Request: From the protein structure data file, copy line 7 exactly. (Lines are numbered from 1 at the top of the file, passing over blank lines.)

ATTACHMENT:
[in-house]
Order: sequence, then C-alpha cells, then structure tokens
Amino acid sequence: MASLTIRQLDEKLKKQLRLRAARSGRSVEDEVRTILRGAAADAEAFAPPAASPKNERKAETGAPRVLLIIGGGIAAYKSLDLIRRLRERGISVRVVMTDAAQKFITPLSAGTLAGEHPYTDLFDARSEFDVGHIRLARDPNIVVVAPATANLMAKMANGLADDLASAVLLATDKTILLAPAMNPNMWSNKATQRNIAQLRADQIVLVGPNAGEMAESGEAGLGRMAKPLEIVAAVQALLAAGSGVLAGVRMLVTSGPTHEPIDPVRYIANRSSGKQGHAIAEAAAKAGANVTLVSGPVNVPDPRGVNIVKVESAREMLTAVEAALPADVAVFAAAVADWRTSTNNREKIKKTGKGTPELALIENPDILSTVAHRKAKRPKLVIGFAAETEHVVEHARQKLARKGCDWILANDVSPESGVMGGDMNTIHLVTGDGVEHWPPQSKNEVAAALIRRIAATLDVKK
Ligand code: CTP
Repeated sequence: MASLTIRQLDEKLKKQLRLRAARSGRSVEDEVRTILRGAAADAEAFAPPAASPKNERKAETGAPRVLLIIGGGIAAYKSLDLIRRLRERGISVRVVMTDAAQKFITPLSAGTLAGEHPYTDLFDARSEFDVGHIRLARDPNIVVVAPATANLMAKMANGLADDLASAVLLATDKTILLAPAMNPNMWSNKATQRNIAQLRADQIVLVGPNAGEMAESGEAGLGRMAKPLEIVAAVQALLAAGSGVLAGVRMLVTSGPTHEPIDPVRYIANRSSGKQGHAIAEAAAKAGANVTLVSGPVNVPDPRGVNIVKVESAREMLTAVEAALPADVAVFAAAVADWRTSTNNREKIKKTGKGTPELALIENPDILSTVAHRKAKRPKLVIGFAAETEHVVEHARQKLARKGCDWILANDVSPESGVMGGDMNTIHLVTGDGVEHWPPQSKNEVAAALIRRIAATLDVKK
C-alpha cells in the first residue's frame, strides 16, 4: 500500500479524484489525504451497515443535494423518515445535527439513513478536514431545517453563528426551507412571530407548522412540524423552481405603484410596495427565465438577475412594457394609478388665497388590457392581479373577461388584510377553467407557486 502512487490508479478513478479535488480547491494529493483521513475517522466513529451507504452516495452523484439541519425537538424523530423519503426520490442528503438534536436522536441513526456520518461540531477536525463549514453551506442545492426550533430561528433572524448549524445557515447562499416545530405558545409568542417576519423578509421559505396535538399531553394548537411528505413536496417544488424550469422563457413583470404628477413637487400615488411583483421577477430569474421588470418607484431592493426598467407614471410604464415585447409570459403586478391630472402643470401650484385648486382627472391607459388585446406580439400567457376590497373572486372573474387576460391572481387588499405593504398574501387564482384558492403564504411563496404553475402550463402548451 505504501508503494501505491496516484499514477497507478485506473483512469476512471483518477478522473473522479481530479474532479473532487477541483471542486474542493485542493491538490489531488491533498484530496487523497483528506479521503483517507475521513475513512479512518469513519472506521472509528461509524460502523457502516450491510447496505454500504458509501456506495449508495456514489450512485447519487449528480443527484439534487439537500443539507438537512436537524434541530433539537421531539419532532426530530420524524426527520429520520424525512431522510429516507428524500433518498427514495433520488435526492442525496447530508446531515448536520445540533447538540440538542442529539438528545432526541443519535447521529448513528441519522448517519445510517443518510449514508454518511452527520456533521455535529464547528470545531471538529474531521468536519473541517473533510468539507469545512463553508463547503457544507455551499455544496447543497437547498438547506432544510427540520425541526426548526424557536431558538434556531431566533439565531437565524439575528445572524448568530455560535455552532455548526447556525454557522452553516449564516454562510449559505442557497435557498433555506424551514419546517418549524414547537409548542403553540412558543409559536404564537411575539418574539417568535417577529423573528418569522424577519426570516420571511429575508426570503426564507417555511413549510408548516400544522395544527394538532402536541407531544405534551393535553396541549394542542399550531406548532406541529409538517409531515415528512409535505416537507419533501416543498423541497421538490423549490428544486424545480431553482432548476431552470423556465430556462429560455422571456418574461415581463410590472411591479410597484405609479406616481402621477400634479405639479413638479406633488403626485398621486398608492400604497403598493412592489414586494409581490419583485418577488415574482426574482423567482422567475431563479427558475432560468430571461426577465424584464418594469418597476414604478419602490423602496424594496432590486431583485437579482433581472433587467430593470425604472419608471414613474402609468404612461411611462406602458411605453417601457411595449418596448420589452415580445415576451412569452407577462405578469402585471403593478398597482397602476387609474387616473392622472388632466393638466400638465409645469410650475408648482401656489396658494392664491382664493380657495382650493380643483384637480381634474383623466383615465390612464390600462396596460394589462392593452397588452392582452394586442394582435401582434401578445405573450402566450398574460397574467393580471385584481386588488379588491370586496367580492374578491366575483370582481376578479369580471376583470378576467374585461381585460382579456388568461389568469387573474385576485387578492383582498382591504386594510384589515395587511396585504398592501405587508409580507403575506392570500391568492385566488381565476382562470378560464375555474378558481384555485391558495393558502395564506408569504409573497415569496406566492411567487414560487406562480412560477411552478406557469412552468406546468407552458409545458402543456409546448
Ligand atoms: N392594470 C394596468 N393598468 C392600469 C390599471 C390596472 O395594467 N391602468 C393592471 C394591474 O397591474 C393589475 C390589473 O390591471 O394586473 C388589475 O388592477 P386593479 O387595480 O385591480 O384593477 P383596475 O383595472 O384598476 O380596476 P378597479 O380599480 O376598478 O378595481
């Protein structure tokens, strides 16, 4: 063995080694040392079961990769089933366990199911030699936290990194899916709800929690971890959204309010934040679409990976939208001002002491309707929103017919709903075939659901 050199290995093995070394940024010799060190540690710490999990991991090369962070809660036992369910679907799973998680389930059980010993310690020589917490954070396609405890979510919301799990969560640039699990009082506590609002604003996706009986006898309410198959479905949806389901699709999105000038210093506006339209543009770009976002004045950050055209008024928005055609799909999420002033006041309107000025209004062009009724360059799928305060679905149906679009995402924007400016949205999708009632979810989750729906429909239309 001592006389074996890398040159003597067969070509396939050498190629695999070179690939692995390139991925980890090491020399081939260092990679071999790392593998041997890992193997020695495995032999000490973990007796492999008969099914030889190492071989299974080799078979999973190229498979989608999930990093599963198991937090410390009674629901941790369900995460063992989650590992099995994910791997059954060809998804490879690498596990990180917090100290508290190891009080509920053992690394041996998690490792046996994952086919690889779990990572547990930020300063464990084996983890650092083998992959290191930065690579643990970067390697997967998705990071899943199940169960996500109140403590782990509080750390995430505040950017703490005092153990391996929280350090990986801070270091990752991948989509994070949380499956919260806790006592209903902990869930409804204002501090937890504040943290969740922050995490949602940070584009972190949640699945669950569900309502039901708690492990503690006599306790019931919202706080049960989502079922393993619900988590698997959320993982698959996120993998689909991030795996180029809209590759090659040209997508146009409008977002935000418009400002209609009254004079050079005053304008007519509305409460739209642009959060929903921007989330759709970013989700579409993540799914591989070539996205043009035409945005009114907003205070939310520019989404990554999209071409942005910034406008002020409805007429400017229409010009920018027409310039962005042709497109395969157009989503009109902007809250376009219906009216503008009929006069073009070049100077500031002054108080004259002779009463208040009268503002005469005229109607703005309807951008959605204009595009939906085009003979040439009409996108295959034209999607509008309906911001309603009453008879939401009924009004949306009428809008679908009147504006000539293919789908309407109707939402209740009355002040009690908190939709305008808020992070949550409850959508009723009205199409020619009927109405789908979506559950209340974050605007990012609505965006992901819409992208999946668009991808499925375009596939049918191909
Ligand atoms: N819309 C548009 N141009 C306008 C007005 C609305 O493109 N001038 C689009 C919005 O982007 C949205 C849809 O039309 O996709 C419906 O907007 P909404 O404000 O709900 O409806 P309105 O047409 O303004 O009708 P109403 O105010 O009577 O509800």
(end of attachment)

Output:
Ligand atoms: N392594470 C394596468 N393598468 C392600469 C390599471 C390596472 O395594467 N391602468 C393592471 C394591474 O397591474 C393589475 C390589473 O390591471 O394586473 C388589475 O388592477 P386593479 O387595480 O385591480 O384593477 P383596475 O383595472 O384598476 O380596476 P378597479 O380599480 O376598478 O378595481